These hands again thine hand enfold,
And all chaste blessings can be told
Shall with us everlasting be.

For if no use of sense remain

When bodies once this life forsake, Or they could no delight partake, Why should they ever rise again?

And if every imperfect mind

Make love the end of knowledge here, How perfect will our love be where All imperfection is refin'd.

Let then no doubt, Celinda, touch,
Much less your fairest mind invade ;
Were not our souls immortal made,
Our equal loves can make them such.

So when from hence we shall be gone,
And be no more, nor you, nor I;
As one another's mystery

Each shall be both, yet both but one.


Breaking from under that thy cloudy veil,

Open and shine yet more, shine out more clear Thou glorious, golden beam of darling hair, Even till my wonder-stricken senses fail.

Shine out in light, and shine those rays on far,

Thou much more fair than is the Queen of Love When she doth comb her on her sphere above, And from a planet turns a blazing star.

Nay, thou art greater too, more destiny

Depends on thee, than on her influence; No hair thy fatal hand doth now dispense But to some one a thread of life must be.

While gracious unto me, thou both dost sunder

Those glories which, if they united were,

Might have amazed sense, and shew'st each hair Which if alone had been too great a wonder.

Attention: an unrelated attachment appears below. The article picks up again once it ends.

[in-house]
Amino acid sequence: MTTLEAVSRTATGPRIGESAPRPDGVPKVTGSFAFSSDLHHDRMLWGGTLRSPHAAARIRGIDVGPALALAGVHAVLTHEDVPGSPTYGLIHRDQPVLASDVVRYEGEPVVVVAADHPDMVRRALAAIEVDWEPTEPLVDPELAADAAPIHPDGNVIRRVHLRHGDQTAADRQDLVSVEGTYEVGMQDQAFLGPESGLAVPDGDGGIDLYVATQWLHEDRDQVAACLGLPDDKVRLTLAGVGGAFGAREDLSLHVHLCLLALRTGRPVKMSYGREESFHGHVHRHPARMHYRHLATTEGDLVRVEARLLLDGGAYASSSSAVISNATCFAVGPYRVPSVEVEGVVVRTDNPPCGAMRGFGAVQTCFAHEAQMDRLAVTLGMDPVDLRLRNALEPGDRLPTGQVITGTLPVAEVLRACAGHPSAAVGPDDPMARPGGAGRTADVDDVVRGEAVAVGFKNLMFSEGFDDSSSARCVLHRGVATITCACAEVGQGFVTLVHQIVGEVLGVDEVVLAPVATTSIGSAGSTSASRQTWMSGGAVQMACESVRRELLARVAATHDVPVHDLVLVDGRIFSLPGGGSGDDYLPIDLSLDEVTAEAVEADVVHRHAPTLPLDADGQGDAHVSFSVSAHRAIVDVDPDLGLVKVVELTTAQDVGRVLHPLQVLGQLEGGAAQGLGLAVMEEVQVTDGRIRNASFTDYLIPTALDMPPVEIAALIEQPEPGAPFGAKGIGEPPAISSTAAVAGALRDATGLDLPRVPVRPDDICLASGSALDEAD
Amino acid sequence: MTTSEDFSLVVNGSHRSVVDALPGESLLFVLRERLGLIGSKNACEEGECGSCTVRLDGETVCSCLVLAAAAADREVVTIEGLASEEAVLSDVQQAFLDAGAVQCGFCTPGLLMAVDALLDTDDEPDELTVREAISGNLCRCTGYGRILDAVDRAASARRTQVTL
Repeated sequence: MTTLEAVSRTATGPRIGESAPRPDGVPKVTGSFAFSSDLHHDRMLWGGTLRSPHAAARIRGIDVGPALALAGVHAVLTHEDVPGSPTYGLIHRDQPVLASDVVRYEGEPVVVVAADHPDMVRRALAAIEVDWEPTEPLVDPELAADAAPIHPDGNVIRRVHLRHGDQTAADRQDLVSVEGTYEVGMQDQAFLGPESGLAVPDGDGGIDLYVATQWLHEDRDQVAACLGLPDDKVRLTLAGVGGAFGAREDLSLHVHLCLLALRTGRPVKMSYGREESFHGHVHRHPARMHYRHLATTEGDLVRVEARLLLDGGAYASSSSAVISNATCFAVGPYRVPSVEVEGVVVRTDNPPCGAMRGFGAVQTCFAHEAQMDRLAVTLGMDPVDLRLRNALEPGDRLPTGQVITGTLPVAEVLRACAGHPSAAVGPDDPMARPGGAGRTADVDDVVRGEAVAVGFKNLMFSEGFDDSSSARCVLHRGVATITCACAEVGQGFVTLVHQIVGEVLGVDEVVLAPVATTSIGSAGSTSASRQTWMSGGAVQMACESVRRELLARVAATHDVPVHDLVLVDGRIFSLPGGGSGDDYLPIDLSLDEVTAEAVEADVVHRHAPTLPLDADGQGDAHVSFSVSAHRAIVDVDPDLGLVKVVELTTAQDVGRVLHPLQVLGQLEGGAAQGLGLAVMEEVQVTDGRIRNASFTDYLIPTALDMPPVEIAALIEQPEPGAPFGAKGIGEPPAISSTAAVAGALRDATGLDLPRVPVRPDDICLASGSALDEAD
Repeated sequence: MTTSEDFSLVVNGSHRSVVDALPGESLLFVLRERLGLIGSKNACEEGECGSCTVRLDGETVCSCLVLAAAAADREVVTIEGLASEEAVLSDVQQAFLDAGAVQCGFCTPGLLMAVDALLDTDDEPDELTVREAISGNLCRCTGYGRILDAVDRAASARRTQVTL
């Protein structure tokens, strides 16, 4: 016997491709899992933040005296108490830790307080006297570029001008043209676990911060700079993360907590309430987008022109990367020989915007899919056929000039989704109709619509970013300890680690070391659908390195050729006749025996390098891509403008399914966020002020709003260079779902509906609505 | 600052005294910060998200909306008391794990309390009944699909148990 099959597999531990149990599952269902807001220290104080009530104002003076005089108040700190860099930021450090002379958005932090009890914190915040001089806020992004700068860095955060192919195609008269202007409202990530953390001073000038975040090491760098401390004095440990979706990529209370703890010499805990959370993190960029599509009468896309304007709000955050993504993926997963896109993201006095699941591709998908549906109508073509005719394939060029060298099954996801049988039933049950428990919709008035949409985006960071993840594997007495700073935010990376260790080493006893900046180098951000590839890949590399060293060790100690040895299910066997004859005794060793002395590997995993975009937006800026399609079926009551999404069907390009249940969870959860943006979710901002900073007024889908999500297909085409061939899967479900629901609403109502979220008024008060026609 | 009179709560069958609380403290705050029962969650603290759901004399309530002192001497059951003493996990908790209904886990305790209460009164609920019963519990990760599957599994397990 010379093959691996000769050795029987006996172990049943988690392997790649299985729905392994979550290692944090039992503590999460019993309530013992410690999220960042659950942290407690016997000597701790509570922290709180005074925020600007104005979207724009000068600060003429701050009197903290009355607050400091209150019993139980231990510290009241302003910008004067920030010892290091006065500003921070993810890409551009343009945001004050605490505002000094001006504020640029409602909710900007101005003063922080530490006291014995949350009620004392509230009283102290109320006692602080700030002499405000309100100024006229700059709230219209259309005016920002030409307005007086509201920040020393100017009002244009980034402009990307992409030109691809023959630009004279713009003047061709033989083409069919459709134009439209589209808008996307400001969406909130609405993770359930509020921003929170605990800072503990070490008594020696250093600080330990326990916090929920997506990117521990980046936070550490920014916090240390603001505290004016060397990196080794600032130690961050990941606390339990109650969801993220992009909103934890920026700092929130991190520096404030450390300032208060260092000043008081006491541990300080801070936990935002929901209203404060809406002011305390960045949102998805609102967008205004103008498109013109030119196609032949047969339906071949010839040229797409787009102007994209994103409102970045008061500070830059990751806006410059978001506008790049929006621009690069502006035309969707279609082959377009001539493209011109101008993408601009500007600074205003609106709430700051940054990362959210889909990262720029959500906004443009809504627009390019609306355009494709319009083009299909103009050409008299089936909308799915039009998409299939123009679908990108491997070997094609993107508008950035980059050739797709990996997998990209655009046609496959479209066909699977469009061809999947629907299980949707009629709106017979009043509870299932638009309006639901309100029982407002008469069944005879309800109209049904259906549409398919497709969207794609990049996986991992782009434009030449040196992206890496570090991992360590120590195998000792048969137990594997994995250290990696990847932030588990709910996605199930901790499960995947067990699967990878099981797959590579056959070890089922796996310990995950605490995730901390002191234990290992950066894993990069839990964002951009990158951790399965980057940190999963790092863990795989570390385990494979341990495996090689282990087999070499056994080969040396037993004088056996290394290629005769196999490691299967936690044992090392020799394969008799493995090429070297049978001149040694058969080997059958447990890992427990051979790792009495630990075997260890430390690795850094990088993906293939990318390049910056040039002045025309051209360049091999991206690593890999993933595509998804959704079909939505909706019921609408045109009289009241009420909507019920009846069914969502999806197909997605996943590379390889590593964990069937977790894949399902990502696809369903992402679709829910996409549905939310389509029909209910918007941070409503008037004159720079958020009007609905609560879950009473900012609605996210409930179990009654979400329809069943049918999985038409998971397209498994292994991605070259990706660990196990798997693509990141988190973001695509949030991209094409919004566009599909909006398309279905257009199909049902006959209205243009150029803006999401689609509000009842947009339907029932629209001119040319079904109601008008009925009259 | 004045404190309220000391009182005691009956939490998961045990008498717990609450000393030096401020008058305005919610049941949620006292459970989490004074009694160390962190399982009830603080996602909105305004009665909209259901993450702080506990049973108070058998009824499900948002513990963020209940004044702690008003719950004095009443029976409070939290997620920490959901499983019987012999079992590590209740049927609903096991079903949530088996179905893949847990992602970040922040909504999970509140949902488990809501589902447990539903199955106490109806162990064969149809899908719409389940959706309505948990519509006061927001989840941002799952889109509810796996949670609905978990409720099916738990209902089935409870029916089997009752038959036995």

But stay, methinks new beauties do arise

While she withdraws these glories which were spread; Wonder of beauties, set thy radiant head,

And strike out day from thy yet fairer eyes.



[GEORGE SANDYS, son of Archbishop Sandys, was born 1577, and died 1643. Set out for the East 1616. Published translation of Ovid 1626; the Psalms 1636; other paraphrases 1638 and 1641.]

[GEORGE HERBERT, born 1592-3, died 1634. He was Public Orator at Cambridge from 1619 to 1627, and was Rector of Bemerton in Wiltshire in 1631. His poems were first published 1633.]

[RICHARD CRASHAW, born 1615 (?); expelled from Cambridge 1644; became a Roman Catholic. Published Steps to the Altar 1646, and died canon of Loretto 1650.]

[HENRY VAUGHAN, born 1621-2, died 1695. Published Secular Poems 1646; Olor Iscanus 1651; Silex Scintillans, part 1, 1650, part 2, 1656; Thalia Rediviva 1678.]

Poets are never independent of circumstances: Sandys, the only one of the four whose names stand at the head of this section. who escaped the epidemic of conceits which ran its course in the first half of the seventeenth century, was the only one who had a full and successful life. He too was the only one who could write smooth, clear and vigorous verse, an accomplishment which requires perfect self-possession, or overmastering inspiration, or good models. Sandys wrote before Waller and Denham as well as the average versifiers who came after Dryden. His classical translations are not equal to his scriptural paraphrases, and if he、 had finished the Æneid Dryden would have left it alone. Like Dryden he did his best work late: he was fifty-nine when he published the Psalms. It does not do to compare Sandys with the authorised version of the Bible. Wherever the original is peculiarly striking he is disappointing: he gives his reader no